The Cross is a supreme challenge to unbelievers

Some years ago now, I remember watching a studio discussion on television in which the great and the good discussed Mel Gibson’s controversial film The Passion of the Christ. It was a very interesting discussion (I cannot provide a link, I am afraid, but am recalling this from memory.)

The subject was whether the film was anti-Semitic. Was Mel blaming the Jews for the death of Christ? The panel seemed to think that he was, and that this was anti-Semitic, because the Jews clearly had nothing to do with sentencing Christ to death. I remember thinking: well, in that case, are they saying the film is anti-Roman, and doesn’t that bother them?

Then the token Catholic spoke up: it was clear that as Jesus died to redeem us from our sins. Everyone was responsible for his death, because we are all sinners. But it seemed that this was even worse than the perceived anti-Semitism, as far as the rest of the panel was concerned. For once, the idea that we are all guilty (which is supposed to be a central tenet of bleeding-heart liberalism) was indignantly rejected.

After all, sin is such an offensive concept to modern people. It suggests that all is not well with us, that we do things wrongly. Moreover, when the Catholic explained about Original Sin the atmosphere became more or less indignant. How could anyone dare suggest that the human race was anything less than perfect? The fact that the Catholic Church had been teaching this for 2,000 years had escaped their notice.

But all this left me thinking. The Jews did not put Jesus to death, and I am OK with that. I think that, historically speaking, the case for Pilate’s guilt is overwhelming. But the idea that came from that studio panel was that Jesus did not die to save us from our sins because we have no sins to be saved from.

Polly Toynbee once wrote: “Of all the elements of Christianity, the most repugnant is the notion of the Christ who took our sins upon himself and sacrificed his body in agony to save our souls. Did we ask him to?”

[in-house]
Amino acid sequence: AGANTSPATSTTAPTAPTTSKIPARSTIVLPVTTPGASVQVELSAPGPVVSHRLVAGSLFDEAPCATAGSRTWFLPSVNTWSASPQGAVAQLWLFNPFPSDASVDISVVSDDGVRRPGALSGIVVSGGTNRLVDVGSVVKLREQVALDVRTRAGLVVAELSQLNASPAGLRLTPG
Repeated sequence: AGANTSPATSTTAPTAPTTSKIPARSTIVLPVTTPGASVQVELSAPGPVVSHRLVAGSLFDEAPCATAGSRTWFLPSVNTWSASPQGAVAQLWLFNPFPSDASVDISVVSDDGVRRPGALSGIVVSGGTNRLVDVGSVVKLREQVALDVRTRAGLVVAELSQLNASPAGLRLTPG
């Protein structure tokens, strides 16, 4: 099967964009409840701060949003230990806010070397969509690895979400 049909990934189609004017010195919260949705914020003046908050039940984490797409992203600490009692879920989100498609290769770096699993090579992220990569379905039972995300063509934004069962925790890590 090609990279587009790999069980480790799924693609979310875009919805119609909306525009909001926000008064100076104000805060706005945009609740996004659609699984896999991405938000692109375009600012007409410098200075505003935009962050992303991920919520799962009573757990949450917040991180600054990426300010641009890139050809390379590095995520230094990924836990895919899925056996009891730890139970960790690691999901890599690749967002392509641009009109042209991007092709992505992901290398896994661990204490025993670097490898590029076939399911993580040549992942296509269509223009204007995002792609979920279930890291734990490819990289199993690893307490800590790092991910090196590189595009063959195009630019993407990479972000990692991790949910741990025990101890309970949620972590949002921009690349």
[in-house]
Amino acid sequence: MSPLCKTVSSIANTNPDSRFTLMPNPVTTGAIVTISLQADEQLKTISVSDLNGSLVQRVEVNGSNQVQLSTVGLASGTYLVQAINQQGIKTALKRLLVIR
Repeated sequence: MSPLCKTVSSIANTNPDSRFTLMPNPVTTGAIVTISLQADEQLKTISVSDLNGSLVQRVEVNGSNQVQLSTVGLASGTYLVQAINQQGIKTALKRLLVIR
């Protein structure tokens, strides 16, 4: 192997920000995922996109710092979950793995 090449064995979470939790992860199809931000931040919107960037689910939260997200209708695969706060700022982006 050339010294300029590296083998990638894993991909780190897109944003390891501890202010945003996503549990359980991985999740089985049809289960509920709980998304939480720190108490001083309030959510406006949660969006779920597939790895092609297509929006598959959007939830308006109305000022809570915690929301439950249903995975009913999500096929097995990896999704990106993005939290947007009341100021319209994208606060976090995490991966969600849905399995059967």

So why did Jesus die? Moreover, was his death the result of some sort of administrative error, some terrible misunderstanding, as opposed to the result of sin, either particular or general? It seemed to me that this studio panel when confronted with the death of Jesus on the Cross saw the whole thing as terribly embarrassing, something they would much rather not think about, something they would love to deny ever happened, if that were possible, and something for which they themselves were emphatically not responsible.

But who was?

And why did Jesus let himself be killed when it is very clear that he could have avoided his death?

And why did they kill him?

Incidentally, I am taking the crucifixion of Jesus as a historically certain fact. And so it is, with tons of evidence to back it up, but space forbids me going into that right now. Rather, I want to ask this: it happened, so how do you explain it?

Recently I have been engaging with non-believers, talking about Aquinas, which is not really my cup of tea. Now, writing this on Good Friday, I’d like to invite the unbelievers to make sense of the Cross of Jesus.

It seems to me that such a request puts them in a bind. Either they acknowledge the divine goodness of Jesus who willingly went to his Cross, or they acknowledge a human depravity that knows no limit – the depravity that deliberately tortures an innocent human being to death. Both of these, the goodness and the depravity, point to the same overwhelming conclusion: man without God is lost in the world. The existence of God is the only possible resolution to the paradox of the Cross, a paradox with which it would be impossible to live.

There was great evil on the first Good Friday, but great love too. And that is why we call this Friday good.